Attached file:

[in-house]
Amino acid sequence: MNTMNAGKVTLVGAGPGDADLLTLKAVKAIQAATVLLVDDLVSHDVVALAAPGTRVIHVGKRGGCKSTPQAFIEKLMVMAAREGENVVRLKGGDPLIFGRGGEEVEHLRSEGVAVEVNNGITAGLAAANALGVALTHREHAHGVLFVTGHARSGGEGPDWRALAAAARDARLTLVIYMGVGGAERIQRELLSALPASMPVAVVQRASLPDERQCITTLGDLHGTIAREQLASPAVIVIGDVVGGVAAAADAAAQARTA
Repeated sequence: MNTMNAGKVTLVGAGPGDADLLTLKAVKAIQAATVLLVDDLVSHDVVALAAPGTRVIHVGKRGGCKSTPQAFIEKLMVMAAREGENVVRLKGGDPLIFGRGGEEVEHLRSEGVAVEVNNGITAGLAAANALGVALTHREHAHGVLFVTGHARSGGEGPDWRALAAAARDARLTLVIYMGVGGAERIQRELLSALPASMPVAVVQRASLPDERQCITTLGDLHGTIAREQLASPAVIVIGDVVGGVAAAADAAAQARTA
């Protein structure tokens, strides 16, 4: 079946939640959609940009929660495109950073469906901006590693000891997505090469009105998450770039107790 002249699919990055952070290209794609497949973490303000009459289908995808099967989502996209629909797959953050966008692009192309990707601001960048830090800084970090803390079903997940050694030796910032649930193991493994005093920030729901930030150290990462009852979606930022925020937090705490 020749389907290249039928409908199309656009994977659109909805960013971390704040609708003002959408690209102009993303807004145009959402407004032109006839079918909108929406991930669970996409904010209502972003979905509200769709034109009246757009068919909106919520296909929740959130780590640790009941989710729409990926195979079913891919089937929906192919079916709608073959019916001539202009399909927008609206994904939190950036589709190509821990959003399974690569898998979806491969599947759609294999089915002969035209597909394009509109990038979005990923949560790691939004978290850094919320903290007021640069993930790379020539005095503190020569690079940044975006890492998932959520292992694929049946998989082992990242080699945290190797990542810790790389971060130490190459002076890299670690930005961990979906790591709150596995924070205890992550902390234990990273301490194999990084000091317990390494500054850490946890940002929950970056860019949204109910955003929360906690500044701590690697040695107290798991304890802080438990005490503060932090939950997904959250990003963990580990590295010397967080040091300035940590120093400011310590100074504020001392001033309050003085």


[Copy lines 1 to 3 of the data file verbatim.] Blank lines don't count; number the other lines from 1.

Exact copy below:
[in-house]
Amino acid sequence: MNTMNAGKVTLVGAGPGDADLLTLKAVKAIQAATVLLVDDLVSHDVVALAAPGTRVIHVGKRGGCKSTPQAFIEKLMVMAAREGENVVRLKGGDPLIFGRGGEEVEHLRSEGVAVEVNNGITAGLAAANALGVALTHREHAHGVLFVTGHARSGGEGPDWRALAAAARDARLTLVIYMGVGGAERIQRELLSALPASMPVAVVQRASLPDERQCITTLGDLHGTIAREQLASPAVIVIGDVVGGVAAAADAAAQARTA
Repeated sequence: MNTMNAGKVTLVGAGPGDADLLTLKAVKAIQAATVLLVDDLVSHDVVALAAPGTRVIHVGKRGGCKSTPQAFIEKLMVMAAREGENVVRLKGGDPLIFGRGGEEVEHLRSEGVAVEVNNGITAGLAAANALGVALTHREHAHGVLFVTGHARSGGEGPDWRALAAAARDARLTLVIYMGVGGAERIQRELLSALPASMPVAVVQRASLPDERQCITTLGDLHGTIAREQLASPAVIVIGDVVGGVAAAADAAAQARTA